- Swiss voters go to the polls Sunday to decide whether the country should switch to a so-called sovereign money system.
- Supporters of the initiative, known as the "Vollgeld" or the Sovereign Money Initiative (SMI), say approving the measure would make the financial system safer by preventing bankers from recklessly lending and putting people's savings at risk — again.
- UBS Chief Executive Sergio Ermotti told reporters last month: "I don't expect the Swiss people to be suicidal and approve it."
An upcoming referendum in the wealthy Alpine nation of Switzerland could be set to dramatically transform the global banking industry.
Swiss voters go to the polls Sunday to decide whether the country should switch to a so-called sovereign money system.
The referendum is attracting international interest because of how it reflects debates held by economists and lawmakers in the aftermath of the 2008 global financial crash.
Supporters of the initiative, known as the "Vollgeld" or the Sovereign Money Initiative (SMI), say approving the measure would make the financial system safer by preventing bankers from recklessly lending and putting people's savings at risk — again.
That's because the change would make it much harder for commercial banks to extend credit, effectively creating cash. Instead, the Swiss National Bank (SNB) would become the monopoly provider of Swiss francs.
However, opinion polls indicate SMI will not receive enough votes to pass. Around two-thirds of the Swiss electorate is expected to vote against the plan, which SNB Governor Thomas Jordan has described as a "dangerous cocktail."
Jordan's thoughts on the vote were also echoed by UBS Chief Executive Sergio Ermotti last month, as he told reporters: "I don't expect the Swiss people to be suicidal and approve it."
Swiss bankers are generally expected to vote "no" in the forthcoming referendum, due to a widely held belief that the measure would threaten their business models, curtail economic growth and put Bern at a competitive disadvantage.
In practice, the initiative would constitute the end of fractional reserve banking — a cornerstone of lending around the world — in which banks "create" money each time they issue a loan.
The introduction of SMI would subsequently force Swiss banks to completely overhaul their current business models, which given the importance of banking to the country, would have a significant impact on its economy.
Around 85 percent of the money in circulation in Switzerland currently is thought to be electronic money created by domestic banks. A situation that proponents of SMI claim is inherently unstable. They propose changing the face of the financial system by ensuring people put their money in risk-free sovereign money accounts. Thereafter, banks would only be allowed to lend money they administer in savings accounts, or what they can get from money markets or the central bank.
The SNB is opposed to the measure, despite supporters of the campaign arguing the central bank should be allowed to re-assume its constitutional role.
Yet, SNB chief Thomas Jordan says the Vollgeld scheme — which has not been tried elsewhere — would constitute a leap into the unknown.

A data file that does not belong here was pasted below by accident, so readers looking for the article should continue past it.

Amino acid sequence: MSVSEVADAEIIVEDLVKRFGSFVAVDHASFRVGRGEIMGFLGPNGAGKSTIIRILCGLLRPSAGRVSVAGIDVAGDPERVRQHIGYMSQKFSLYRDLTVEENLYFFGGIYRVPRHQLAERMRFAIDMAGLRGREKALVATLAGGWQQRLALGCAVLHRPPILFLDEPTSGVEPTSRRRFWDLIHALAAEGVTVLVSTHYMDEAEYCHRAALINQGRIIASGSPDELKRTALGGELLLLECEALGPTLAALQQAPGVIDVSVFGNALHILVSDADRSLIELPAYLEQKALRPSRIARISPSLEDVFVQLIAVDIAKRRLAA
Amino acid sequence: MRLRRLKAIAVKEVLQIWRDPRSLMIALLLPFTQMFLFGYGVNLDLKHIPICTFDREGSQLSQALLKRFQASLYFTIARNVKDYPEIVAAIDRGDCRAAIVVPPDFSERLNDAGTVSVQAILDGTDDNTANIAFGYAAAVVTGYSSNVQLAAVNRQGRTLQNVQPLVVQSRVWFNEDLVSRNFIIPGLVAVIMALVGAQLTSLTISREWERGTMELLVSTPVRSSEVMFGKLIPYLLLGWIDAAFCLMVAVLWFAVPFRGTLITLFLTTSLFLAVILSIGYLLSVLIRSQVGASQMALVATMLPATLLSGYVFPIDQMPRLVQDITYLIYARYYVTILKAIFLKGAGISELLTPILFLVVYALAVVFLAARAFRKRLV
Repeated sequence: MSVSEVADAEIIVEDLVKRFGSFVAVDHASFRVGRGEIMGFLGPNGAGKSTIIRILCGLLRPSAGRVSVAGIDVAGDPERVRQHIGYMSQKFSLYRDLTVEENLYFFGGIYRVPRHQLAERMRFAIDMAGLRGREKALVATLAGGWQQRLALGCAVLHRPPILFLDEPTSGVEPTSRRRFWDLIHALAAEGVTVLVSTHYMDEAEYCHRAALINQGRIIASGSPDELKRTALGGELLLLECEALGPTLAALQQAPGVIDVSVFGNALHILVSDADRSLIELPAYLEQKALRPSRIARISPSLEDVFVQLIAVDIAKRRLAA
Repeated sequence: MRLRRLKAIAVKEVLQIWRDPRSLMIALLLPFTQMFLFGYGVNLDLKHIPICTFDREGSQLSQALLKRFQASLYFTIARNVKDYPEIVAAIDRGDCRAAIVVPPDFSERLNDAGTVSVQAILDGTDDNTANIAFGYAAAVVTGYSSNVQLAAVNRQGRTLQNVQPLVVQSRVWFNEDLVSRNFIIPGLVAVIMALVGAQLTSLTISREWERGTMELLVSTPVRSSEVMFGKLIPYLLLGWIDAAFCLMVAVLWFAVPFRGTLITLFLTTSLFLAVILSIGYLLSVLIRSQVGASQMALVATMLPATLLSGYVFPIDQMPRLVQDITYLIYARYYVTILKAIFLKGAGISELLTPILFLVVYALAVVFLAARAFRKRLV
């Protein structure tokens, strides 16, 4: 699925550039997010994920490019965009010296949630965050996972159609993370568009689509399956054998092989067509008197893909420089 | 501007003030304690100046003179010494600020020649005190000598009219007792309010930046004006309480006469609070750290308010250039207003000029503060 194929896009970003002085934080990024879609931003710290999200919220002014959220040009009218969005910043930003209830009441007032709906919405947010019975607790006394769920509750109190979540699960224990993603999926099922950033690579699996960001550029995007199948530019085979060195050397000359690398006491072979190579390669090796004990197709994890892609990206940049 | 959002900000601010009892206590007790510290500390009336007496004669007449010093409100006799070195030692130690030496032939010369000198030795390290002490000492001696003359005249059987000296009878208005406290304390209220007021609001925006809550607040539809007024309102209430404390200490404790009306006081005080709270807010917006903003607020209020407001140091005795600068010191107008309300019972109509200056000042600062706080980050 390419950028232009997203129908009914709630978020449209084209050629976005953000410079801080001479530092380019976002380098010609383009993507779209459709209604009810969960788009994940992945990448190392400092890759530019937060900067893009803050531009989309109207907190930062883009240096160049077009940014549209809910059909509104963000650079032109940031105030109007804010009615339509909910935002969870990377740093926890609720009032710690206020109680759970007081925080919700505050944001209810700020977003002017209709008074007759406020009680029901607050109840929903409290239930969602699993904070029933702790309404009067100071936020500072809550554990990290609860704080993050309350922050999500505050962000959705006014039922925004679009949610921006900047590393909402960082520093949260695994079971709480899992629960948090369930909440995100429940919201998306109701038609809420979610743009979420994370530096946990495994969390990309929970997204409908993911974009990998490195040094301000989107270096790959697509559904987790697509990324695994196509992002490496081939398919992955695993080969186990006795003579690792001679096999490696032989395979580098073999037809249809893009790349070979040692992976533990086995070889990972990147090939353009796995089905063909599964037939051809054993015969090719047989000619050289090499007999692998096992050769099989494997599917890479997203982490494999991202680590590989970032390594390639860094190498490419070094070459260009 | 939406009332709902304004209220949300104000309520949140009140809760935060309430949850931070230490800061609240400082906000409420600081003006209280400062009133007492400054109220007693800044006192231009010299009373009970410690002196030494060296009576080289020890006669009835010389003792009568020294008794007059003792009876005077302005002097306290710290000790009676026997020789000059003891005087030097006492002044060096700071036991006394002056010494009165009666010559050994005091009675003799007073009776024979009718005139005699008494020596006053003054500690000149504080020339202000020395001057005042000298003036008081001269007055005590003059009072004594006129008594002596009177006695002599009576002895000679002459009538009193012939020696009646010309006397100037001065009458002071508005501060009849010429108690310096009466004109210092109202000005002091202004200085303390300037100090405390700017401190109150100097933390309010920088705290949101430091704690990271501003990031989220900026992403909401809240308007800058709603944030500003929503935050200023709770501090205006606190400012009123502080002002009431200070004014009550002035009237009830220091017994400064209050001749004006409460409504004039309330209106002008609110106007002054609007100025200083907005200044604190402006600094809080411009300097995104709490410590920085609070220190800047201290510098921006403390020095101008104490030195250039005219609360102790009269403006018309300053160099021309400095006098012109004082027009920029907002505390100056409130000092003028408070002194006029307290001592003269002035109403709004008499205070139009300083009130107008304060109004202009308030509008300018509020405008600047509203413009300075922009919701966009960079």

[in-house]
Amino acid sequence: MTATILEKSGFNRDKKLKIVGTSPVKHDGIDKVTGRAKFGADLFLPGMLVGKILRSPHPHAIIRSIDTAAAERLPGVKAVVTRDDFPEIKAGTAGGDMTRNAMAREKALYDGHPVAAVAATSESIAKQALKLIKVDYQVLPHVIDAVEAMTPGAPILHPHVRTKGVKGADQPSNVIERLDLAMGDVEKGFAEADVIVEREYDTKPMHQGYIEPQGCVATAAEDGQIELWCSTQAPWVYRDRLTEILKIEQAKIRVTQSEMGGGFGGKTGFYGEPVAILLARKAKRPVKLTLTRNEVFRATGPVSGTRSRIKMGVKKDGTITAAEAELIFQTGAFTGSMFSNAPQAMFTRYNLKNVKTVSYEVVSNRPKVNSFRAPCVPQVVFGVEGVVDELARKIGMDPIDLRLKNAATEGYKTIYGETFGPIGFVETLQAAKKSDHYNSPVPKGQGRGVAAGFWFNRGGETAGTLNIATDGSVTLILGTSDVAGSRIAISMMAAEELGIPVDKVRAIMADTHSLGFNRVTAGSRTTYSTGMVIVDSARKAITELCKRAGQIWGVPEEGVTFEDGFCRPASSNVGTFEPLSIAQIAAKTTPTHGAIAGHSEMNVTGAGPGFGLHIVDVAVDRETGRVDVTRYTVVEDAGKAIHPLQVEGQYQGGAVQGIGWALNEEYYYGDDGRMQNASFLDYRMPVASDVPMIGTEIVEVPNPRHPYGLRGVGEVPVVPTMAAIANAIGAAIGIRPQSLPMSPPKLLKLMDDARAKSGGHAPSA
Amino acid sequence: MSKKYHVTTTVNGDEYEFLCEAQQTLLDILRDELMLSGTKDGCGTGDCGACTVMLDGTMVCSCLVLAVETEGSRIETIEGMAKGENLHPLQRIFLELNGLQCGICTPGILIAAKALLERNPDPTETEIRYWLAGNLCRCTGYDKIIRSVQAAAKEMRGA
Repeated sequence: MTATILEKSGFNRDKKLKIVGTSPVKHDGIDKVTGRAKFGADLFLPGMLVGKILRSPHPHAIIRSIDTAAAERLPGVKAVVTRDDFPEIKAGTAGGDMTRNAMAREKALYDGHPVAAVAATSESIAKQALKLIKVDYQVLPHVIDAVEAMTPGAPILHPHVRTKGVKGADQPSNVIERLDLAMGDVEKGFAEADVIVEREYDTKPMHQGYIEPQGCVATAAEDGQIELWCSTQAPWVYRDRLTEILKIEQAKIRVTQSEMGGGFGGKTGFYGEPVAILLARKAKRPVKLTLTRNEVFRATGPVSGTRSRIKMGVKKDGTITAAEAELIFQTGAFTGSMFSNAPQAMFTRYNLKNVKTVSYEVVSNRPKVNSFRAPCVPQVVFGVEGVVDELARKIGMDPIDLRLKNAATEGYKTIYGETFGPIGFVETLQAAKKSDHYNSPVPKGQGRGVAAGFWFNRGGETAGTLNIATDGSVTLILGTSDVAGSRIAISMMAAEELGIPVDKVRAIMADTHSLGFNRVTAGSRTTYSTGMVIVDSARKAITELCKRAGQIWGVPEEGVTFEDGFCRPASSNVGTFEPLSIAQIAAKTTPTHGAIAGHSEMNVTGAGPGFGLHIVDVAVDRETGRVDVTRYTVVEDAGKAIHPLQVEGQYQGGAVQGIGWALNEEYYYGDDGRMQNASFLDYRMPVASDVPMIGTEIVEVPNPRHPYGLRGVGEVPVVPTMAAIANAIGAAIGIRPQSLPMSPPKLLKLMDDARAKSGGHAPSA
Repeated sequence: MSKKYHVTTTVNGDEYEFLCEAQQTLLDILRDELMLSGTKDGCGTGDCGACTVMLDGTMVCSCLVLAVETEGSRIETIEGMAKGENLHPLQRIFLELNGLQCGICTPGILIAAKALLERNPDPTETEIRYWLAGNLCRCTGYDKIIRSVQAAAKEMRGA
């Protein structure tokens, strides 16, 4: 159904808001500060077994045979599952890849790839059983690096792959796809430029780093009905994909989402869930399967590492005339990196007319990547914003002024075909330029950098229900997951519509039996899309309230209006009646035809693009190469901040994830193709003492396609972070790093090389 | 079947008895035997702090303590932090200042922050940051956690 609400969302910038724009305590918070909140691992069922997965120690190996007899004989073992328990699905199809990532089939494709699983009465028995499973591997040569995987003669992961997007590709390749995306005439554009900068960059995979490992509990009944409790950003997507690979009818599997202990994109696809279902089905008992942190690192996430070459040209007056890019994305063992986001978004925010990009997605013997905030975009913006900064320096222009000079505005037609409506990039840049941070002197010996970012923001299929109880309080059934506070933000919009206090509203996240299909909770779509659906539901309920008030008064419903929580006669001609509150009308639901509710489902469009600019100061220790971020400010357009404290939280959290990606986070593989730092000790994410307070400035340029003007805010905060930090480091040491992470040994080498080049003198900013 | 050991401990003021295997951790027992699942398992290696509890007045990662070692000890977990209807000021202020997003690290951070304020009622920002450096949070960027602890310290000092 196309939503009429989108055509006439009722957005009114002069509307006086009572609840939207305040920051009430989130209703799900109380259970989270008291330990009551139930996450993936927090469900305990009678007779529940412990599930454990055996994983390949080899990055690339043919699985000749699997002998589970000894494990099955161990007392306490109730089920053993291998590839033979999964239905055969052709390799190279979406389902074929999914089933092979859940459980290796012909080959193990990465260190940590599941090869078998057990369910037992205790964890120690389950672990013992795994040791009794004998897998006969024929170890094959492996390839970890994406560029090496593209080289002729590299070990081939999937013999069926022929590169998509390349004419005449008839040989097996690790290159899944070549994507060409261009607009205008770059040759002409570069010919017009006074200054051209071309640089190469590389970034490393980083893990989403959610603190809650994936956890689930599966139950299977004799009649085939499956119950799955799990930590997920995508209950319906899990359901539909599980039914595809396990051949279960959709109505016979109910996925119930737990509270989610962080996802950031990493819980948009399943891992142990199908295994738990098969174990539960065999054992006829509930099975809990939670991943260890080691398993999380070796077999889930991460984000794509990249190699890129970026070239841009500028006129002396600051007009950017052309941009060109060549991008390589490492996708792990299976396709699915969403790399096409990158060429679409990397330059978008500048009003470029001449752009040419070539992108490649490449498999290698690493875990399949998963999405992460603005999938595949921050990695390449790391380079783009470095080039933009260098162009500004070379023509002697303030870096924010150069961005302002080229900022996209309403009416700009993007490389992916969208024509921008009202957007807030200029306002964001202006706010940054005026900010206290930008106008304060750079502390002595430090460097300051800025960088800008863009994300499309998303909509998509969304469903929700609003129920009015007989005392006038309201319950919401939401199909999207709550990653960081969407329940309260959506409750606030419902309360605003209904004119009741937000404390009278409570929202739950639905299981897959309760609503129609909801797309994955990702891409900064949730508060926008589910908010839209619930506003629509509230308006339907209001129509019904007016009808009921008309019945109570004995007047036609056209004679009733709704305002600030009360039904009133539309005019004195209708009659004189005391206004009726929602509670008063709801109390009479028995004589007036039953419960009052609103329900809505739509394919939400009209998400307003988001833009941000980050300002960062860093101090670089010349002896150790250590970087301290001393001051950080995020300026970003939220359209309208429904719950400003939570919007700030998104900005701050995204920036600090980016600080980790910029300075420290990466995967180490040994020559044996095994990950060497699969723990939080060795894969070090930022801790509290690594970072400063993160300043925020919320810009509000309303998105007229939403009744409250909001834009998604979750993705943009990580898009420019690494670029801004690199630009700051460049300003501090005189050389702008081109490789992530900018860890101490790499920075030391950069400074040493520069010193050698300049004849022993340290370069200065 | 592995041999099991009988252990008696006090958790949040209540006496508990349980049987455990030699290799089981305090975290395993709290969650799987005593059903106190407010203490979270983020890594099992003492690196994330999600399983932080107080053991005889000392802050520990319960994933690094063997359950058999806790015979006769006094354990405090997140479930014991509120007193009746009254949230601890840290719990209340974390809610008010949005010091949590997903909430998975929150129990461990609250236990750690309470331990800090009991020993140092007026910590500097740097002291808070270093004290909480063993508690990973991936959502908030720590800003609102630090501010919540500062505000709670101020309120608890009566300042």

S&P Global Ratings said in a research note published Tuesday that while they do not expect a majority vote for the adoption of the sovereign money system, a "yes" vote could affect the "creditworthiness" of Swiss banks.
"In any case, we would expect the Swiss parliament and the SNB to proceed cautiously to minimize the impact on the Swiss financial and economic system," S&P Global added.
Switzerland's political system is designed so that referendums can take place when an issue receives more than 100,000 signatures. It often means radical ideas are put to the test in a national vote.
Over the past year, the country was asked to vote on whether to get rid of television license fees and whether to introduce universal basic income for all citizens. Both ideas were overwhelmingly rejected.
"This vote is very complex … Which means it is also very dangerous because many people do not fully grasp all of its consequences," Jean-Charles Rochet, professor of banking at the University of Geneva, told CNBC in a phone interview.
"In a world where experts are not listened to, it seems counterproductive to have a political vote on an economic issue," Rochet said.
Bank shares are widely expected to fall even further if SMI wins enough votes on June 10.
Shares of UBS and Credit Suisse, the two largest banks in Switzerland, tumbled to multi-month lows in May. The lenders were partly reacting to ongoing political uncertainty in Italy and Spain amid fears of market contagion in Europe, while the potential introduction of SMI is seen as likely to further exacerbate their problems.
Nonetheless, the most significant impact of the vote could be felt in currency markets — where the SNB frequently intervenes in order to try to hold down the value of the Swiss franc during heightened market volatility.
"The Swiss Sovereign Money Initiative would, if adopted, generate significant uncertainty, which would be bad for the Swiss economy and the franc," Paul Wetterwald, chief economist at Indosuez Wealth Management, said in a research note published Friday.
"Generally speaking, the strength of the currency reflects the strength of the economy and the trust shown by the market (and its) people. Ironically, if accepted, the Initiative may help the SNB to weaken the franc by diminishing Switzerland's safe-haven status," he added.